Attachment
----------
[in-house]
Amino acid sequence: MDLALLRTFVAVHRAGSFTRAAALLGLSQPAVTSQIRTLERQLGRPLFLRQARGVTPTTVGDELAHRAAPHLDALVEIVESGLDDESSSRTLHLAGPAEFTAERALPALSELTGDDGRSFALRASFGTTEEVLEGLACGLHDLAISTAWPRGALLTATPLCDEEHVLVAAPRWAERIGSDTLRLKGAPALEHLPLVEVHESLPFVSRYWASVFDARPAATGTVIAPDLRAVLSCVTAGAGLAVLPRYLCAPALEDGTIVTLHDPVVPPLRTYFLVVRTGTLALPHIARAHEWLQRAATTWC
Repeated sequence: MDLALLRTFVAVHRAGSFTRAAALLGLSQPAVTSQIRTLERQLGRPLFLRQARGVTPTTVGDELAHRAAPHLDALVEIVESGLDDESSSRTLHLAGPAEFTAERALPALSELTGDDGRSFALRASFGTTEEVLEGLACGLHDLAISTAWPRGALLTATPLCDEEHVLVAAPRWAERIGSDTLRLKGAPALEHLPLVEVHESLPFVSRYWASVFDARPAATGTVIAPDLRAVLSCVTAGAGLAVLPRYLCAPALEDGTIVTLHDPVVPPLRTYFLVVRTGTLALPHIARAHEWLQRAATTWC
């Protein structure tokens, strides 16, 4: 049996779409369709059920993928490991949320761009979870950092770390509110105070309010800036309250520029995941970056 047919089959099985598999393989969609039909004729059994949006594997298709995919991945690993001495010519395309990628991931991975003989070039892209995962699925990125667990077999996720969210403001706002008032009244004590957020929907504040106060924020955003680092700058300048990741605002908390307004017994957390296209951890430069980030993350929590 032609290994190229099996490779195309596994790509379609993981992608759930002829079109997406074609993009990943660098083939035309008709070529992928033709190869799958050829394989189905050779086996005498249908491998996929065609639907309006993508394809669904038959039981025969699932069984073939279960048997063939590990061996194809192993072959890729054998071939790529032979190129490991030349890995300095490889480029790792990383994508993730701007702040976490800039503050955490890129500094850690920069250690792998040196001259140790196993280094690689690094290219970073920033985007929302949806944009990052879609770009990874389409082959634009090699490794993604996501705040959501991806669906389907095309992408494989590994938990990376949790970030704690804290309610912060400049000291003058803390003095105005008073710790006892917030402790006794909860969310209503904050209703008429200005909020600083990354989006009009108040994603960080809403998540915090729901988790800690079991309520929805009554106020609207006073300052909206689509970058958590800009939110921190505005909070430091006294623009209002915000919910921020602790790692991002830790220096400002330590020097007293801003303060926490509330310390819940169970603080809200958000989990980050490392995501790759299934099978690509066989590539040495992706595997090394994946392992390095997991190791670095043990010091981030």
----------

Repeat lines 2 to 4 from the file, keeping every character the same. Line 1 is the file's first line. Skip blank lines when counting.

Amino acid sequence: MDLALLRTFVAVHRAGSFTRAAALLGLSQPAVTSQIRTLERQLGRPLFLRQARGVTPTTVGDELAHRAAPHLDALVEIVESGLDDESSSRTLHLAGPAEFTAERALPALSELTGDDGRSFALRASFGTTEEVLEGLACGLHDLAISTAWPRGALLTATPLCDEEHVLVAAPRWAERIGSDTLRLKGAPALEHLPLVEVHESLPFVSRYWASVFDARPAATGTVIAPDLRAVLSCVTAGAGLAVLPRYLCAPALEDGTIVTLHDPVVPPLRTYFLVVRTGTLALPHIARAHEWLQRAATTWC
Repeated sequence: MDLALLRTFVAVHRAGSFTRAAALLGLSQPAVTSQIRTLERQLGRPLFLRQARGVTPTTVGDELAHRAAPHLDALVEIVESGLDDESSSRTLHLAGPAEFTAERALPALSELTGDDGRSFALRASFGTTEEVLEGLACGLHDLAISTAWPRGALLTATPLCDEEHVLVAAPRWAERIGSDTLRLKGAPALEHLPLVEVHESLPFVSRYWASVFDARPAATGTVIAPDLRAVLSCVTAGAGLAVLPRYLCAPALEDGTIVTLHDPVVPPLRTYFLVVRTGTLALPHIARAHEWLQRAATTWC
């Protein structure tokens, strides 16, 4: 049996779409369709059920993928490991949320761009979870950092770390509110105070309010800036309250520029995941970056 047919089959099985598999393989969609039909004729059994949006594997298709995919991945690993001495010519395309990628991931991975003989070039892209995962699925990125667990077999996720969210403001706002008032009244004590957020929907504040106060924020955003680092700058300048990741605002908390307004017994957390296209951890430069980030993350929590 032609290994190229099996490779195309596994790509379609993981992608759930002829079109997406074609993009990943660098083939035309008709070529992928033709190869799958050829394989189905050779086996005498249908491998996929065609639907309006993508394809669904038959039981025969699932069984073939279960048997063939590990061996194809192993072959890729054998071939790529032979190129490991030349890995300095490889480029790792990383994508993730701007702040976490800039503050955490890129500094850690920069250690792998040196001259140790196993280094690689690094290219970073920033985007929302949806944009990052879609770009990874389409082959634009090699490794993604996501705040959501991806669906389907095309992408494989590994938990990376949790970030704690804290309610912060400049000291003058803390003095105005008073710790006892917030402790006794909860969310209503904050209703008429200005909020600083990354989006009009108040994603960080809403998540915090729901988790800690079991309520929805009554106020609207006073300052909206689509970058958590800009939110921190505005909070430091006294623009209002915000919910921020602790790692991002830790220096400002330590020097007293801003303060926490509330310390819940169970603080809200958000989990980050490392995501790759299934099978690509066989590539040495992706595997090394994946392992390095997991190791670095043990010091981030």